Start off with a welcome email which says hello and perhaps offers a ‘welcome to the family’ bonus. A little discount or freebie goes a long way here. These emails don’t necessarily have to be personalised, and you can set up an auto-responder to get back to anyone that responds to your first email.

After this welcome email, though, you need to get serious about your nurture campaign. Contact leads fairly frequently and over a long period of time, offering information and resources that will be useful to them. Keep them interested in your business and offer various calls-to-action throughout these emails.

Call to action

Where in the beginning you were looking for a softly softly approach with your call-to-action, once the recipient has shown interest you can start to push a little harder. Try asking if they are free for a chat on the phone or in person, and suggest a date and time. This presupposes that they were already going to agree to a conversation, making it easier for them to accept.

Reiterate your value proposition in your follow-up emails by mentioning specifically how you are going to help their business.

If your intended audience seems more reticent about responding, you could request connection by asking permission to send something of value to your recipient. For example, “Is it ok if I send you a short video which explains how we can boost your search engine rankings?”

By using this tactic you are offering your recipient something that they need and subtly holding their attention without demanding anything directly from them. They don’t even need to watch the video, they just need to give you permission to send it, opening a dialogue between you both.

How to analyse your data

All of this is pointless if you don’t know how to analyse your data and use it effectively, so this part of your marketing strategy is just as important as any other part. You will need to look at three main areas in order to measure the success of your campaign.

Behaviour

  • How many people opened your emails
  • How many people clicked any links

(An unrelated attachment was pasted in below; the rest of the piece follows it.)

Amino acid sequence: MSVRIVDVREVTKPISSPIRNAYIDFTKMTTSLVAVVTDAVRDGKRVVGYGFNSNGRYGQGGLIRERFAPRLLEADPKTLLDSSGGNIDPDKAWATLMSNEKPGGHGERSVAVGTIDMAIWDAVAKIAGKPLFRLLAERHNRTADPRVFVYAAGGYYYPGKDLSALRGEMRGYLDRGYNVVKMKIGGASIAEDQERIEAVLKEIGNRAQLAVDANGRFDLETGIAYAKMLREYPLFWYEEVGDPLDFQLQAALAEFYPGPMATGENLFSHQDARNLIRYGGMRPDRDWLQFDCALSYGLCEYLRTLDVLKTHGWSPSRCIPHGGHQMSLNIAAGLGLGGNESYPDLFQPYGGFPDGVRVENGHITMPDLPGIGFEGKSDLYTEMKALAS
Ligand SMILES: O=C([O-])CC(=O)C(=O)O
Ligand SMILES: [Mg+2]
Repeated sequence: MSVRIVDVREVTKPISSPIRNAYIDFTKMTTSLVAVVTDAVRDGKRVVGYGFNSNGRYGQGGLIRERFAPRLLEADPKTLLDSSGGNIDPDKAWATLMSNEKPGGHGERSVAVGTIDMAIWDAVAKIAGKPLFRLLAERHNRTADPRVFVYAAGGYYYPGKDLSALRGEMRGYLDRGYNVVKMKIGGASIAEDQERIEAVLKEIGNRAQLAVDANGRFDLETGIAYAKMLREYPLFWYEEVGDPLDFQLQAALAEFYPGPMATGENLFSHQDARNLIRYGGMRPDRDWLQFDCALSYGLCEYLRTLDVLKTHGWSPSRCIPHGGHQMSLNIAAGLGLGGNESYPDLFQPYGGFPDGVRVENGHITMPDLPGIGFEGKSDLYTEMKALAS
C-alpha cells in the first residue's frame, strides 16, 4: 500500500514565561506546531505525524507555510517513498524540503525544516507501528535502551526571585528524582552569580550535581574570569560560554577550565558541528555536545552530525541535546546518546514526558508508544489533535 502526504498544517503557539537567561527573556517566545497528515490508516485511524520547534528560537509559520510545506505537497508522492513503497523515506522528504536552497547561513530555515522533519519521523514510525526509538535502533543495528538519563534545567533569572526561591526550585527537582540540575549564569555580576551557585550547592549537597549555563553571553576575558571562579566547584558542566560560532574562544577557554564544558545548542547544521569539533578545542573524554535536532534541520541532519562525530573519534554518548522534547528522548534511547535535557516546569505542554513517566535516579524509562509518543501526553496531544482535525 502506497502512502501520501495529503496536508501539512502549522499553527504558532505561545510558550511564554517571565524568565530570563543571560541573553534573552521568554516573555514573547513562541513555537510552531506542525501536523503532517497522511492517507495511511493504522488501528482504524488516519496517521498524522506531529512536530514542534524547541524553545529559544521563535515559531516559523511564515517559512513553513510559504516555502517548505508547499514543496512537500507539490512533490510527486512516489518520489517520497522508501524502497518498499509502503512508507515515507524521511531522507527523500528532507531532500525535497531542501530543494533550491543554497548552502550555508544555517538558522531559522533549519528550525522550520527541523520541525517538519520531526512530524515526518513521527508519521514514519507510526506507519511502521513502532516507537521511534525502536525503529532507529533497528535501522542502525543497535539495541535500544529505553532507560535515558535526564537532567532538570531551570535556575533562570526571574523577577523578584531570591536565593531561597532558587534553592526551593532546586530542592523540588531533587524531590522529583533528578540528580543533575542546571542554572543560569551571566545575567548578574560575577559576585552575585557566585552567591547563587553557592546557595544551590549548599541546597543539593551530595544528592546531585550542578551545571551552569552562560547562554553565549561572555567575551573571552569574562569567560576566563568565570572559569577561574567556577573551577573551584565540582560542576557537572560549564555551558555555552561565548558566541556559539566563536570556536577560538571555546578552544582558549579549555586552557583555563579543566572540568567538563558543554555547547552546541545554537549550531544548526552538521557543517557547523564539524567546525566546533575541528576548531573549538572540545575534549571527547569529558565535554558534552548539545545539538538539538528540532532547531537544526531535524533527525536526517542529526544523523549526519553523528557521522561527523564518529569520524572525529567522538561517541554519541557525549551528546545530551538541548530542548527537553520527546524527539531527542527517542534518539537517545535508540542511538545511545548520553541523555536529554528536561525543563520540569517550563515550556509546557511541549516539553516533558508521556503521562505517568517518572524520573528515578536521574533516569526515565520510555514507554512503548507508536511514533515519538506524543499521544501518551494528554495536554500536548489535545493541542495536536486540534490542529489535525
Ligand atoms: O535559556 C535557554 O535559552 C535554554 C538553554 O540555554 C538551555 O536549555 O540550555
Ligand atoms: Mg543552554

• Which links were clicked on the most
  • How many people unsubscribed per email

Outcome

  • How many people bought the product or service
  • How much revenue is generated per subscriber
  • How much revenue was generated by the campaign overall
  • How many recipients converted to leads
  • What was the ROI on the campaign

Experience

  • Why have people unsubscribed
  • Why did this campaign get more/less conversions
  • Why do some campaigns have higher open rates than others

You can combine these three areas to really understand your campaign; what worked and what didn’t, who your campaign appealed to and who it turned off, and what you can do better in the future. It is truly the analysis of each email marketing campaign that sets you up for future success.

Conclusion

In these two articles we have shown you the basics involved in engaging in B2B email marketing. It truly is a cost-effective marketing method that can truly deliver impressive results, and one that every business should use in their outreach strategy. Here at MaxWeb we specialise in email marketing, and would love to have a chat with you to see how it can be of benefit to your business. So please call us on 0151 652 4777 or email info@maxwebsolutions.co.uk to find out more.

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Guide to B2B Email Marketing part one

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Employee advocacy on social media